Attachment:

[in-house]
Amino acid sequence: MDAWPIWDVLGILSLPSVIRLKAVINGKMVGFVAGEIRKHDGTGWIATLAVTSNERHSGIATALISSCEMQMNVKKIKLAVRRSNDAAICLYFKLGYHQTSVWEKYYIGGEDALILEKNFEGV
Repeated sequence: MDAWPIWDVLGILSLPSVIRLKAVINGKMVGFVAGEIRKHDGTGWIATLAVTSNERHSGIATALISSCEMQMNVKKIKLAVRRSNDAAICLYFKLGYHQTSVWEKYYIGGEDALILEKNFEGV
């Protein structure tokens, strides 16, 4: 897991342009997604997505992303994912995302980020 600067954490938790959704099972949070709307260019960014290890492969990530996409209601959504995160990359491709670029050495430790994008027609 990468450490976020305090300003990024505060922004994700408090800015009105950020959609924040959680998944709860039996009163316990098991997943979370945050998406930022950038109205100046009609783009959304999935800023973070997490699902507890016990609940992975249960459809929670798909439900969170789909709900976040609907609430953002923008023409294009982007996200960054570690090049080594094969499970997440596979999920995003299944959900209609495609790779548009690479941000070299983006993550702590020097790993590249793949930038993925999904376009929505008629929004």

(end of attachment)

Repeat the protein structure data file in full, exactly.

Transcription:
[in-house]
Amino acid sequence: MDAWPIWDVLGILSLPSVIRLKAVINGKMVGFVAGEIRKHDGTGWIATLAVTSNERHSGIATALISSCEMQMNVKKIKLAVRRSNDAAICLYFKLGYHQTSVWEKYYIGGEDALILEKNFEGV
Repeated sequence: MDAWPIWDVLGILSLPSVIRLKAVINGKMVGFVAGEIRKHDGTGWIATLAVTSNERHSGIATALISSCEMQMNVKKIKLAVRRSNDAAICLYFKLGYHQTSVWEKYYIGGEDALILEKNFEGV
């Protein structure tokens, strides 16, 4: 897991342009997604997505992303994912995302980020 600067954490938790959704099972949070709307260019960014290890492969990530996409209601959504995160990359491709670029050495430790994008027609 990468450490976020305090300003990024505060922004994700408090800015009105950020959609924040959680998944709860039996009163316990098991997943979370945050998406930022950038109205100046009609783009959304999935800023973070997490699902507890016990609940992975249960459809929670798909439900969170789909709900976040609907609430953002923008023409294009982007996200960054570690090049080594094969499970997440596979999920995003299944959900209609495609790779548009690479941000070299983006993550702590020097790993590249793949930038993925999904376009929505008629929004």